Put in other words, when a person realizes that it is completely normal to feel anxious and worried about whatever it is that is bothering him, that itself is like opening a steam valve that can release a tremendous amount of the pressure. No, it will not cure his worries or woes; since, after all, the financial pressure is still there – he still does not know where he is going to find the money to pay his electricity bill this month – but it can help him to remain in a generally calmer frame of mind. And that, in turn, empowers him to be able to address his issue from a point of much greater strength and lucidity of thought. He avoids spiraling downward into a state of near panic.
No less significant is the manner in which we view others who are struggling with such issues.
By this point in human history it is a pretty well-known fact that unhealthy stress can and does impact a person’s behavior in just about every facet of his functioning. In the way he works, plays, interacts with others, and so on.
Imagine that one day you had a very unpleasant experience with your coworker. It started off typically enough. A little argument about the way a certain task ought to be carried out. Very quickly, though, tempers rose to a boiling point and some really awful epithets were hurled your way. Completely uncalled for and totally out of line. You are fuming. You just cannot believe how nasty and spiteful he behaved! An hour later, while the grey-black cloud of disgust and anger is still hovering above your head (making it very difficult for you to get anything productive done), a different coworker whispers into your ear that the one who said those awful things just buried his only daughter the day before. There was a terrible accident. His wife had passed away a few years earlier from cancer, and his daughter was all he had left. She was the apple of his eye, and his only joy in life. His whole world just imploded.
In an instant, almost all of your anger and fury completely melts, and in its stead wells up strong feelings of pity. You may still remain a bit upset. After all, there is no excuse for you to become his punching bag, and hurtful words are hurtful. But, still, anger will most definitely not be the primary emotion you are going to feel towards him. It will become greatly overshadowed by your sense of compassion and empathy.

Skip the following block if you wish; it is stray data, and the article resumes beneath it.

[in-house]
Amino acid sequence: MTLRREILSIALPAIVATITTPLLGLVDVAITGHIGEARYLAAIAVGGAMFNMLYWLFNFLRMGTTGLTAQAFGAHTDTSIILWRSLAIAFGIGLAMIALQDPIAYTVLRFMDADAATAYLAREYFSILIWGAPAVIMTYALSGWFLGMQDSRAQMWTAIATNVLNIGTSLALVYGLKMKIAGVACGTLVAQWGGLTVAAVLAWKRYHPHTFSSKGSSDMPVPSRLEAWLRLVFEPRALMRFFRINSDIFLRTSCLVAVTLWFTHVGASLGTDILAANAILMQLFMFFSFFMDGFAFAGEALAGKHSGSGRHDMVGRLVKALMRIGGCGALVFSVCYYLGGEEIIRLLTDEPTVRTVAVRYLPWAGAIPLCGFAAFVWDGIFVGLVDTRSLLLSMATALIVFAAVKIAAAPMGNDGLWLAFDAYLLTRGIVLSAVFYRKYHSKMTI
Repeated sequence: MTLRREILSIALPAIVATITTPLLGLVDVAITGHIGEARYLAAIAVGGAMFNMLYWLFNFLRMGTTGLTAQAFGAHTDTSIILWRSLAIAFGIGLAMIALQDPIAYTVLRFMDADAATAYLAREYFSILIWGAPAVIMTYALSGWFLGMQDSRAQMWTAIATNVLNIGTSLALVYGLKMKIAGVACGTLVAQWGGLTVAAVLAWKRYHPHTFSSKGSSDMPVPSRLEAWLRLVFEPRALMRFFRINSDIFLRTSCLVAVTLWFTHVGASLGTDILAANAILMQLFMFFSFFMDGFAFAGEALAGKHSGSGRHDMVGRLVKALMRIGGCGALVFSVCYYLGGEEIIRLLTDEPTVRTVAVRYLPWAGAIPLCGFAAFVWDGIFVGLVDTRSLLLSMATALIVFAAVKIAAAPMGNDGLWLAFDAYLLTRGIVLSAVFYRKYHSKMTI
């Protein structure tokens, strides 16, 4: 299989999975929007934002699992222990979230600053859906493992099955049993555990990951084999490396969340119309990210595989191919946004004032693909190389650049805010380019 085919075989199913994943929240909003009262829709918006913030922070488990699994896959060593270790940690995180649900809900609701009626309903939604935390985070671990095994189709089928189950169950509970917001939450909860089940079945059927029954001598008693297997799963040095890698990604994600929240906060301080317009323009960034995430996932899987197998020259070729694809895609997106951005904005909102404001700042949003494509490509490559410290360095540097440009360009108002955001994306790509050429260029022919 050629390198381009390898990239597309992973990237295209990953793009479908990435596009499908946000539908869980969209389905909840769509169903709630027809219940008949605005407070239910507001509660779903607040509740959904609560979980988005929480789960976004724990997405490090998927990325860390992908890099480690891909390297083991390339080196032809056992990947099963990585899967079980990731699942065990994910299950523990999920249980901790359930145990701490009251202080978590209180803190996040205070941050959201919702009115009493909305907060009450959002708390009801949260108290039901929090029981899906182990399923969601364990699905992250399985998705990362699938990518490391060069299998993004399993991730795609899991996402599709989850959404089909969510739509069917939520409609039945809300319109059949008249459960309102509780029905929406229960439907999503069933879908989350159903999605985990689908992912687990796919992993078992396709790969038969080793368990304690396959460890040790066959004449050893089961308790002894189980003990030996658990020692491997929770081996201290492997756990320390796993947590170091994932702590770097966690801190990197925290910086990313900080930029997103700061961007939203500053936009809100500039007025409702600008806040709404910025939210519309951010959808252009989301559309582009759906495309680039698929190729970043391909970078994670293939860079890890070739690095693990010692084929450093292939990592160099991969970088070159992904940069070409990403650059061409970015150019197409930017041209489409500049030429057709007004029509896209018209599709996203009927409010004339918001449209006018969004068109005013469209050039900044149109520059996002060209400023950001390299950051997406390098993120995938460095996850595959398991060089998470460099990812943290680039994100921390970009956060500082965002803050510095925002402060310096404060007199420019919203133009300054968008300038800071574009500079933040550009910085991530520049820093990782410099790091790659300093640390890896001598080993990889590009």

Because that is human nature. We understand that every single one of us is an absolute maze of complexity. Although a given consideration may not completely justify or exonerate, it can mitigate. A lot. A whole lot.
And, as we see in today’s Gemara, monetary pressure represents a very powerful, mitigating factor. So much so, says the Gemara, that someone who makes decisions under such duress is like an ahnus. It is as if they were being whipped with a leather strap that has a small, iron weight on the end. Again, and again, and again. Without letup. Bearing this fact in mind can go a long way in helping us be more compassionate, empathetic, and understanding towards others.
More often than not, someone’s poor behavior can be traced back to some form or another of anxiety or stress that is weighing down on them. Even when there is nothing apparently obvious, is it that hard to surmise that perhaps the individual is under serious financial duress? After all, it is such a ubiquitous challenge that the chances are quite high that that just may be what is getting to him.
So whether it is you or someone else, recognize that worries about money carries an enormous weight. The pressure can sometimes be just unbearable. It is very normal and completely understandable for a person to feel extremely stressed out when faced with such an issue. Be understanding to yourself and to others. It will go a long way towards fostering increased internal and interpersonal serenity.
Rabbi Yehoshua Berman serves as the Rosh Kollel of Kollel Reshet HaDaf in Ramat Beit Shemesh, Israel. In addition to having authored Reflections on the Parsha, Rabbi Berman regularly delivers shiurim on Halacha and Hashkafa, writes comprehensive chazara questions (in Hebrew) for the advanced Daf Yomi learner, and weekly words of inspiration from the Parsha. Rabbi Berman can be contacted at firstname.lastname@example.org.